Young Alex Stone didn't even make it past the first week of school before he became a victim of the police state. Directed by his teacher to do a creative writing assignment involving a series of fictional Facebook statuses, the 16-year-old wrote, "I killed my neighbor's pet dinosaur. I bought the gun to take care of the business."
What followed is par for the course in schools today: students were locked down in their classrooms while armed police searched Stone's locker and bookbag, handcuffed him, charged him with disorderly conduct, arrested him, detained him, and then he was suspended from school. No weapons or dead dinosaurs were found.
Keshana Wilson, a 14-year-old student at a Pennsylvania high school, was tasered in the groin by a police officer working as a school resource officer, allegedly because she resisted arrest for cursing, inciting a crowd of students, and walking on the highway. "The teenager had to be taken to hospital to have the taser probes removed before she was arrested and charged with aggravated assault on the officer, simple assault, riot, resisting arrest, disorderly conduct, failure to disperse and walking on the highway," noted one reporter.
Rounding out the lesson in compliance, police officers who patrol schools in Compton, Calif., are now authorized to buy semi-automatic AR-15 rifles and carry them in their patrol car trunks while on duty. A few states away, in Missouri, a new state law actually requires that all school districts participate in live-action school shooting drills, including realistic gunfire, students covered in fake blood, and bodies strewn throughout the hallways.
Now these incidents may seem light years away from the all-too-grim reality of the events that took place in Ferguson, Missouri, but they are, in fact, mere stops along the way to the American police state. As such, parents with kids returning to school would do well to consider these incidents fair warning, because today's public schools have become microcosms of the world beyond the schoolhouse gates, and increasingly, it's a world hostile to freedom.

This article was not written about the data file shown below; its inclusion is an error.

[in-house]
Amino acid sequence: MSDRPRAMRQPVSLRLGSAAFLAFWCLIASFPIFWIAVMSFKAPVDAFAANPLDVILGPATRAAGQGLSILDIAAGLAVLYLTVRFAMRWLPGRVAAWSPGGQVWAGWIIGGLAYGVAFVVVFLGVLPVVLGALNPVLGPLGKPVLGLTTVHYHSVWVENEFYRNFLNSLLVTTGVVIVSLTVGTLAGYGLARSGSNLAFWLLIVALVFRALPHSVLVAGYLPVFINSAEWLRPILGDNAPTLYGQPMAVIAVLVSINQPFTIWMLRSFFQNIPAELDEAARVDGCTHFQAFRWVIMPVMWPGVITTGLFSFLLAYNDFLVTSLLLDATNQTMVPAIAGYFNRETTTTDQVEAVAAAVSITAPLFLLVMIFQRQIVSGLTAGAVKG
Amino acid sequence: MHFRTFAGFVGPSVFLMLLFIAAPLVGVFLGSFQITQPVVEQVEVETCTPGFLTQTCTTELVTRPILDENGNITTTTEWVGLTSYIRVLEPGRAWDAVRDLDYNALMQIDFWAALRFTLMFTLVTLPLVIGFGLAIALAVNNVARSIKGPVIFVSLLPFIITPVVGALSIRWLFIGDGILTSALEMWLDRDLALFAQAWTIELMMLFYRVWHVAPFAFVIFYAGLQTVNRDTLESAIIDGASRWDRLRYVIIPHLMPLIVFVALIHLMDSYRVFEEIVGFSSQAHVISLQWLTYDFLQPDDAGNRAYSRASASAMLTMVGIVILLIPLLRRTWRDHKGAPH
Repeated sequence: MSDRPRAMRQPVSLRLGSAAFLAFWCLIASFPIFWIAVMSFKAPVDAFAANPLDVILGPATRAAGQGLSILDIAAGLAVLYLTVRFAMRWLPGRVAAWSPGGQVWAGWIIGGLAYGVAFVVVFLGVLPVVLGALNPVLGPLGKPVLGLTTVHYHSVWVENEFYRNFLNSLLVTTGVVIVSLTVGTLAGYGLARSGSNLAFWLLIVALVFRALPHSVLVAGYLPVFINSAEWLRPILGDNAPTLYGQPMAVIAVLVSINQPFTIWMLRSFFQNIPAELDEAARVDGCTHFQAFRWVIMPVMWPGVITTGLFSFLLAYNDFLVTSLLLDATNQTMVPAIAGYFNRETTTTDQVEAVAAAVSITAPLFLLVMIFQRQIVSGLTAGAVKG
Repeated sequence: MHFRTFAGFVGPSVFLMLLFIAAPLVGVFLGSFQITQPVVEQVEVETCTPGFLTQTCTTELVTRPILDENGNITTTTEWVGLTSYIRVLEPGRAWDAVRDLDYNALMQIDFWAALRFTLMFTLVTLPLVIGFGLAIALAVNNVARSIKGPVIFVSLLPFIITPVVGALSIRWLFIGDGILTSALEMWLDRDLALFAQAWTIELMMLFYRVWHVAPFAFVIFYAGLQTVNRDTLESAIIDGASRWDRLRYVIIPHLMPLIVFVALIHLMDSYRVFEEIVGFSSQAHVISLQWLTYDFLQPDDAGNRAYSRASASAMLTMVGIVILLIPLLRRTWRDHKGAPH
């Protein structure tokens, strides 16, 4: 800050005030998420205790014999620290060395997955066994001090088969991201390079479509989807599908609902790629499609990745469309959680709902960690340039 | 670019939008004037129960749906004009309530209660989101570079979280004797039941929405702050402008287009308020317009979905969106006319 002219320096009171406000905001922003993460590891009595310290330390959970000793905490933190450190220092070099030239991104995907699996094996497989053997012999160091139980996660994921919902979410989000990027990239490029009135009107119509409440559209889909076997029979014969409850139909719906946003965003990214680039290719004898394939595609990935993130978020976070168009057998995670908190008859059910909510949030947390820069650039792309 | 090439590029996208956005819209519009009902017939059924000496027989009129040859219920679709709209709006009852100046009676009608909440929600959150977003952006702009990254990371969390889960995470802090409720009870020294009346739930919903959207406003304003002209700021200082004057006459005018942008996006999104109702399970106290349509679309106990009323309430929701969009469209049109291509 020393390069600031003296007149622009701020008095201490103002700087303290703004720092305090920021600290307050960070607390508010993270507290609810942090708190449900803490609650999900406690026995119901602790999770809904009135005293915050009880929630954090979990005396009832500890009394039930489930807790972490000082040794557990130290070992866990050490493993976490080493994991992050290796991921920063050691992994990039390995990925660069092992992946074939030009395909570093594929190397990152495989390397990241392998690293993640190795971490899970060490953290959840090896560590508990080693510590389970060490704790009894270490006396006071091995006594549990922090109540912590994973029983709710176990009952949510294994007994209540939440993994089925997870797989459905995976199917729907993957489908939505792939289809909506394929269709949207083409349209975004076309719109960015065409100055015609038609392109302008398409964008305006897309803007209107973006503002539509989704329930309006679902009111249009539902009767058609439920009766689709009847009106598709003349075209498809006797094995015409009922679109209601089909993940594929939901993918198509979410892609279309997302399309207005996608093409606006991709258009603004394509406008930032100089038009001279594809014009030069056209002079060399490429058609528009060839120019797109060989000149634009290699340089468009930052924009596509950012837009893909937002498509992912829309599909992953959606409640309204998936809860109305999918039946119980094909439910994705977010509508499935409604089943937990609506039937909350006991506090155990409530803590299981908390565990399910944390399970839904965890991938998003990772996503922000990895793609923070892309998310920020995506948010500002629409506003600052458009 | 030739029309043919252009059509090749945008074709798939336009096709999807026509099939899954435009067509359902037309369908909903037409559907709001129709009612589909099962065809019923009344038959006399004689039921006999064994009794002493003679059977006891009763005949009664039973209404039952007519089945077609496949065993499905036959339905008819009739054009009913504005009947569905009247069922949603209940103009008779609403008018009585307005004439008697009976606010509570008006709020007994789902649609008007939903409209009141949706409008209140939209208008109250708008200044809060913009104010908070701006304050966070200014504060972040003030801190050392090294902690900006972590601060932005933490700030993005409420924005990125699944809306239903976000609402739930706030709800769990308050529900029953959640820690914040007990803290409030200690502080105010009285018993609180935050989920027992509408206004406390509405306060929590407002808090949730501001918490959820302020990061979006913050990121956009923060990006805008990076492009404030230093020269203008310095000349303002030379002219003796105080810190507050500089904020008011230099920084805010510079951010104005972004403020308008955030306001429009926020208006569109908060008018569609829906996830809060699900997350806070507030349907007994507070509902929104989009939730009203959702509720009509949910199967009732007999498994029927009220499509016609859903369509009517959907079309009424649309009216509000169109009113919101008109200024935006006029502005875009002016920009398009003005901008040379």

Indeed, as I show in my book A Government of Wolves: The Emerging American Police State, within America's public schools can be found almost every aspect of the American police state that plagues those of us on the "outside": metal detectors, surveillance cameras, militarized police, drug-sniffing dogs, tasers, cyber-surveillance, random searches, senseless arrests, jail time, the list goes on.
Whether it takes the form of draconian zero tolerance policies, overreaching anti-bullying statutes, police officers charged with tasering and arresting so-called unruly children, standardized testing with its emphasis on rote answers, political correctness, or the extensive surveillance systems cropping up in schools all over the country, young people in America are first in line to be indoctrinated into compliant citizens of the new American police state.
Zero tolerance policies, which punish all offenses severely, no matter how minor, condition young people to steer clear of doing anything that might be considered out of line, whether it's pointing their fingers like a gun, drawing on their desks, or chewing their gum too loudly.